But the American people demanded answers. Why was security not sufficient enough? Impassioned speeches by senators and representatives urged the need for a quick and rightful response. Previously viewed as alarmists, the CIA's Bin Laden Unit was finally achieving results. Thanks to the defection of al-Qaeda militant Jamal al-Fadl, the CIA had a full map of al-Qaeda's reach and intentions throughout the globe. As for the whereabouts of bin Laden, he was able to flee from his base in Sudan to Afghanistan, now under Taliban rule and quickly becoming a terrorist safe haven. This was despite U.S. pressure on the Sudanese government to hand him over, before President Clinton's assassination. The Taliban had captured Kabul earlier in the year, proclaiming their 'Islamic Emirate', a mostly unrecognized state. Having explored all options, including a risky CIA plan to capture the al-Qaeda leader, President Gore issued a simple ultimatum to the Taliban: surrender bin Laden and his associates, expel al-Qaeda, or we will have no choice but to seek justice ourselves. The Taliban, predictably, refused.


In January 1997, after applying pressure to Pakistan and other Taliban supporters in the Afghanistan region, the United States initiated Operation Shining Light. President Gore announced the commencement of operations in Afghanistan in an Oval Office address to the nation. In the coming months, President Gore would also announce the creation of a joint Philippine-U.S. task force to combat Islamist forces stationed in the country, such as al-Qaeda and Abu Sayyaf. President Clinton's assassination has certainly changed the course of U.S. history. Political pundits are already referring to the new U.S. military campaigns as a 'war on terrorism', a term the administration discourages.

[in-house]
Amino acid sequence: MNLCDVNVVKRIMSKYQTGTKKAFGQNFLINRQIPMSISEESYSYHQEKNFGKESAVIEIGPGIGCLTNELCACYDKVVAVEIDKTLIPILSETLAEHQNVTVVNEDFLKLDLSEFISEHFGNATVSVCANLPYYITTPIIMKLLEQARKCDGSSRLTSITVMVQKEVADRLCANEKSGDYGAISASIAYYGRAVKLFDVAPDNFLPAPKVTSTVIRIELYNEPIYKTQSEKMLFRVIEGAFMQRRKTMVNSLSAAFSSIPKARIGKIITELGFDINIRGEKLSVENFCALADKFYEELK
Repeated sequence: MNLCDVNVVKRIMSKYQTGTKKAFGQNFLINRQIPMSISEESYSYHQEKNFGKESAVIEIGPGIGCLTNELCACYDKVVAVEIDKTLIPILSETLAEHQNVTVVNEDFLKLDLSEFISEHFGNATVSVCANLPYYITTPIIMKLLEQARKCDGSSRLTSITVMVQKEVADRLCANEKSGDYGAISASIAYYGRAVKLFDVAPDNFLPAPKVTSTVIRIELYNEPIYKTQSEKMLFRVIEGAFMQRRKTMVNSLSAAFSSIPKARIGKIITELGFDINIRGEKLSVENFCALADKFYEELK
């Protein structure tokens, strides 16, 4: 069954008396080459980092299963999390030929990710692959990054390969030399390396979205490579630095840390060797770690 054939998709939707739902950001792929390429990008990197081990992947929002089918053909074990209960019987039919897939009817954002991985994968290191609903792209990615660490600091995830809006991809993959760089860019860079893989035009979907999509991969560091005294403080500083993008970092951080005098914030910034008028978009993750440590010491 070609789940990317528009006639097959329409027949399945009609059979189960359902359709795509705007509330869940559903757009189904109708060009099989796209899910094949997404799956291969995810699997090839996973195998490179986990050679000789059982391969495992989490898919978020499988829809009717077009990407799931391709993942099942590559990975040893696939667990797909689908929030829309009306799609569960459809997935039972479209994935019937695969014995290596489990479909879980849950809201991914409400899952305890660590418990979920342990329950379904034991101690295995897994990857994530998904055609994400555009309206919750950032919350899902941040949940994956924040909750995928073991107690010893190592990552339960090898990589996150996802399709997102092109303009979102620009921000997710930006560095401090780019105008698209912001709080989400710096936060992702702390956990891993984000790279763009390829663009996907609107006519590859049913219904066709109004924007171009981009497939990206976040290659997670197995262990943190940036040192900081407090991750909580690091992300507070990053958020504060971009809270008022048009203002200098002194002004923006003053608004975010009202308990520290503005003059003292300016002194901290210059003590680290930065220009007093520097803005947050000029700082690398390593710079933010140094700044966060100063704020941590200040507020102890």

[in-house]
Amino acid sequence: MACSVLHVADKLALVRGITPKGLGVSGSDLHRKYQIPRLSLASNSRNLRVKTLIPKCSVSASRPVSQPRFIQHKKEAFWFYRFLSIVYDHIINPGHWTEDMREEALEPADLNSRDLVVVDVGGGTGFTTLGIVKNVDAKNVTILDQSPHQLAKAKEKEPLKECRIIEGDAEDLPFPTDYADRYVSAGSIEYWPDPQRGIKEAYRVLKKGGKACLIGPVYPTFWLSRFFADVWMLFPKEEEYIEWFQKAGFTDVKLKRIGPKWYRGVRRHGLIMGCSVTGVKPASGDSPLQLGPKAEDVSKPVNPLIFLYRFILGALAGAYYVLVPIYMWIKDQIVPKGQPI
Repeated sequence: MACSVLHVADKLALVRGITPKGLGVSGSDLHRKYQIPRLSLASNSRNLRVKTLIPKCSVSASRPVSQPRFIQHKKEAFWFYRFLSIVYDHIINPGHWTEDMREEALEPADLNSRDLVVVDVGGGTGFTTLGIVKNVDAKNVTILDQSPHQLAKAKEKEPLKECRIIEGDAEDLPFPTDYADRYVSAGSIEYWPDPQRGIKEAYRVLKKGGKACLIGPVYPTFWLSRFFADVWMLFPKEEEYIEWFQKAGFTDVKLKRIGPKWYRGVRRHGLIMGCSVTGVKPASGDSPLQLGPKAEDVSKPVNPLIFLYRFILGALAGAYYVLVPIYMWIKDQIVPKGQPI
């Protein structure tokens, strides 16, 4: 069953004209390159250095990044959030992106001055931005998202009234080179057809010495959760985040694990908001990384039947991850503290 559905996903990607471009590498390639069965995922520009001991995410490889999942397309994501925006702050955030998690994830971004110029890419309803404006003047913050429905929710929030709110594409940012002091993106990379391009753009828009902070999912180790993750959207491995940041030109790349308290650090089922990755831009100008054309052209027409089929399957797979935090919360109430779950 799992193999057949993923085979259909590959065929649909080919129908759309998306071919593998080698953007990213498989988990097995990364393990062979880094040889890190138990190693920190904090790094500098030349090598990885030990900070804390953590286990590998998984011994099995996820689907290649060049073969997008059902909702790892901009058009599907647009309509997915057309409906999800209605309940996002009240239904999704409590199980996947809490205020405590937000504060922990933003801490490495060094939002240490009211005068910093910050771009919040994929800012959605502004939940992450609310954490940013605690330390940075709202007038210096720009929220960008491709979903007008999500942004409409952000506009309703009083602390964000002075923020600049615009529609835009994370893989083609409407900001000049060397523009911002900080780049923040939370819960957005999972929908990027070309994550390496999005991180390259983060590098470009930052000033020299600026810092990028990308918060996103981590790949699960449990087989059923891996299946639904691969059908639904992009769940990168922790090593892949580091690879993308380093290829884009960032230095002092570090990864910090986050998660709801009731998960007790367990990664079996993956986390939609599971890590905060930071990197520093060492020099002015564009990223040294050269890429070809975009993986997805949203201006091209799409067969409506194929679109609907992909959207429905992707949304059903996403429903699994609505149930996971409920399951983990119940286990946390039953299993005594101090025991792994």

Interesting scenario here with Gore taking over after an election
 
I've finally learned how to use Inkscape.

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I wanted to do more with this, but just making the box, and crunching the numbers, and getting it to look presentable sapped all the interest I had. For now. I just want to know if the electoral map looks clean, like a real one on Wikipedia.
 
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The 2004 United States presidential election was the 55th quadrennial presidential election, held on Tuesday, November 2, 2004. The incumbent Republican President Colin Powell and his running mate Vice President Tommy Thompson were overwhelmingly elected to a second term, defeating the Democratic ticket of Howard Dean, the Governor of Vermont and his running mate Dick Gephardt, the House Minority Leader from Missouri. President Powell managed to win 47 states, the largest landslide victory since Ronald Reagan's victory in 1984.

Powell and Thompson were renominated with no serious primary challengers. Due to Powell's strong popularity, many leading contenders for the Democratic nomination declined to run, namely Massachusetts Senator John Kerry and New York Senator and former First Lady Hillary Clinton. Howard Dean, the Governor of Vermont, emerged as the front-runner in the primaries and secured the nomination after Super Tuesday. Dean selected Dick Gephardt, another contender for the Democratic nomination, as his running mate.